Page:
People used to tell me, “I think you might have a drinking problem.” I would quickly snap back, “Are you kidding me? We were drinking together!” They would reason, “Yeah, but it’s different with you.” They were right, but I wasn’t ready to admit it. It was different with me…I drank scotch out of a coffee mug some mornings to hide my drinking. I would sneak drinks before dinners to appear like I was on pace with everyone else, when I was already multiple drinks into the night. I would drink until it was gone or I was gone. I would drink alone, and often preferred to do so, because no one would monitor the volume. Until I was ready to acknowledge my addiction, I wasn’t about to address it or seek to change. Thankfully, after a family intervention in 2005, I googled “How do you know if you’re an alcoholic?” and ended up “acing” the test that popped up from Alcoholics Anonymous.

In that moment, I didn’t feel sad, let down, disappointed, or ashamed…I felt relieved. It was as if I had this nagging, aching pain all of my life and finally a doctor told me I had cancer. There was shock and sadness that things would never be the same, but at least I knew the truth. “This finally makes sense,” I thought. Now, I could start addressing the illness and seek healing.

In reality, most of us don’t seek healing until we admit there is a problem. My hope today is that you’ll better understand your problem so that if you’re hurting…if you’re addicted…you can begin to seek help for healing.

Answer the following twelve questions and then we’ll talk next steps:

  1. Do your family and friends think you have a problem with _______? Yes or No
  2. Do you hide and lie about _____ to protect it and enjoy it although you know others wouldn’t approve? Yes or No
  3. Have you ever missed work or events because of _______? Yes or No
  4. Have you ever tried to stop _______ and find that you can’t go more than a week or two? Yes or No
  5. Has _______ caused relational, financial, marital, occupational, spiritual trouble in your life? Yes or No
  6. Do you find yourself daydreaming and planning your next use of _____? Yes or No
  7. Does _______ make you feel ashamed and yet you continue to do it? Yes or No
  8. Are you afraid that if someone knew the extent of your use of ______ it would be taken away? Yes or No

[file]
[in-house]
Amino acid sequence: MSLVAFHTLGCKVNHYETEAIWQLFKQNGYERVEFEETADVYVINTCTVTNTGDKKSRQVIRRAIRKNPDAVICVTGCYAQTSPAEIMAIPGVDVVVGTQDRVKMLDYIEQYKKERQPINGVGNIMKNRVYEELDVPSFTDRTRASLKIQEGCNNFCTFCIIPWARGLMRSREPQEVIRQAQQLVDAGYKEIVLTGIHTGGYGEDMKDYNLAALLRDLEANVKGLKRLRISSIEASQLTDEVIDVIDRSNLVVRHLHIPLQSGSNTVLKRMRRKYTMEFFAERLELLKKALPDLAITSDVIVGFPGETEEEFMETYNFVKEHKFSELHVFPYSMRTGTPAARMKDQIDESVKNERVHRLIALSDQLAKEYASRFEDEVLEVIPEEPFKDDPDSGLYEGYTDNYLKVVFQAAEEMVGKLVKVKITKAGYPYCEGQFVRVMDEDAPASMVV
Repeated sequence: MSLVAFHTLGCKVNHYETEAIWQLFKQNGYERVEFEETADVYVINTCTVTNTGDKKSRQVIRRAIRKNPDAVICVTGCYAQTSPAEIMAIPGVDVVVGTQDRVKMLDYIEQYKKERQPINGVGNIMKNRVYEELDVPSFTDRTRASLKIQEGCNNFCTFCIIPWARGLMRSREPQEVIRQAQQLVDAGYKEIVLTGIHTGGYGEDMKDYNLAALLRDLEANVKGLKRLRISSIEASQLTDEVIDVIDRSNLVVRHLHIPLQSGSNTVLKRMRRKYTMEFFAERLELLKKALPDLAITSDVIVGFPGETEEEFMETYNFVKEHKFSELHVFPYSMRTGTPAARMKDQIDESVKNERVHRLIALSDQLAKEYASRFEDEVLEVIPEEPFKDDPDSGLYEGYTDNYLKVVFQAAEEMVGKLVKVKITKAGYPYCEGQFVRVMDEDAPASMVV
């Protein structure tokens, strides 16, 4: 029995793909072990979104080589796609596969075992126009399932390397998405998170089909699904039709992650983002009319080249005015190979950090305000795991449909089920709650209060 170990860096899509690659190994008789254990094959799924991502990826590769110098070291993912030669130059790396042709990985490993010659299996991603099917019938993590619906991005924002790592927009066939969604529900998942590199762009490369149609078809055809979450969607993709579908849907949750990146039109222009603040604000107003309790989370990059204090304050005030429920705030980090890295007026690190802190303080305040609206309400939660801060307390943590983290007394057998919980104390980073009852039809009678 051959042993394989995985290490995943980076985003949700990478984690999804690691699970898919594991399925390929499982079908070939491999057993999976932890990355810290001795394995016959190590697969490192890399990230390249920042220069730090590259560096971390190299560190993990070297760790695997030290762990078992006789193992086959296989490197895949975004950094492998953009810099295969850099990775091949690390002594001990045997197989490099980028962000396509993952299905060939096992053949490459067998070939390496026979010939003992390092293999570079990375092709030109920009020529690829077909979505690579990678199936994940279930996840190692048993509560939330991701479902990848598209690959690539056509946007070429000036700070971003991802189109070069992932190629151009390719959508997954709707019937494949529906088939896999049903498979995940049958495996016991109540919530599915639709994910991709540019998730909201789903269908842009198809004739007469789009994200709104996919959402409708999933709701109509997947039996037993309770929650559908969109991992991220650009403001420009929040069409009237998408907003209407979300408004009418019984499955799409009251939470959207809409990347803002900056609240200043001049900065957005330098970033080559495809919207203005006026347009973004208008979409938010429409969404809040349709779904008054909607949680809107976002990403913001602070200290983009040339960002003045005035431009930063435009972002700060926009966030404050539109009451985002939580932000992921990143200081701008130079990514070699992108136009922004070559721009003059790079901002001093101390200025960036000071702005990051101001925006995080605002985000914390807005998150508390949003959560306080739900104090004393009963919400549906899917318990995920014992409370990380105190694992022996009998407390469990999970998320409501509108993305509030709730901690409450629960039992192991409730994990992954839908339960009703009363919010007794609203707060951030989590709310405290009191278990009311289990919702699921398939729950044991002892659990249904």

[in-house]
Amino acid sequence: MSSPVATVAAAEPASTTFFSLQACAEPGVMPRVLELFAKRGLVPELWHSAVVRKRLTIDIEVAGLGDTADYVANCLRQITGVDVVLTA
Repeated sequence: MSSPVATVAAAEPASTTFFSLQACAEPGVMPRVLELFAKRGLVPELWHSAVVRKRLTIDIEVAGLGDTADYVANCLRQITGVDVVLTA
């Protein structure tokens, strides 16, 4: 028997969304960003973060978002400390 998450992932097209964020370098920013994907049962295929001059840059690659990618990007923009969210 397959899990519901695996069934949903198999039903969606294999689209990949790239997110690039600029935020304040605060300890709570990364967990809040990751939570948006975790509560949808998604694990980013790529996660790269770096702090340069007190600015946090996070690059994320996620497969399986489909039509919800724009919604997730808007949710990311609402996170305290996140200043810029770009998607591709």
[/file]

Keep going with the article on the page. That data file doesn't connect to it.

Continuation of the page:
9. Is ______ a main priority in your life (when you consider the amount of time/money/thought/energy spent on it)? Yes or No
  10. Is it hard to imagine your life without ________ in it? Yes or No
  11. Are other things in your life (relationships, work productivity, health) are starting to drop-off because _______ is getting more of your time/energy? Yes or No
  12. Do you engage in _______ alone so that no one will trouble you about it and you’d rather do it alone anyway? Yes or No

Now count up how many “YES” responses you gave.

If you answered yes to even one of these questions, our experience tells us that you may be struggling with addiction or close to becoming addicted. And, we often find that if people answer yes to one, they answer yes to many. Addiction creeps into every area of life.

BUT…THERE IS HOPE.

I didn’t know it back then, but alcohol wasn’t my problem…alcohol was my solution. It was my coping mechanism for the pains of life. I used it when I was lonely, tired, bored, angry, stressed…any reason really. It was my default; my go-to.

When I admitted I couldn’t get free on my own, that I was addicted to a poisonous solution, I cried out to God. I asked God to free me and give me a new life. I started walking daily with others who were trying to get free of their addictions. God became the person, the solution, that I went to when I was struggling with life. God responded to my request by flooding my life with peace, joy, purpose and freedom.

You don’t have to go through life addicted. Jesus came to set you free and give you a new life. Not a better or improved life; a new life. And who wouldn’t want that?!

Watch this video on Step 1 “Admit” to learn more about freedom!

-John E.

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recovery in Christ when life is broken.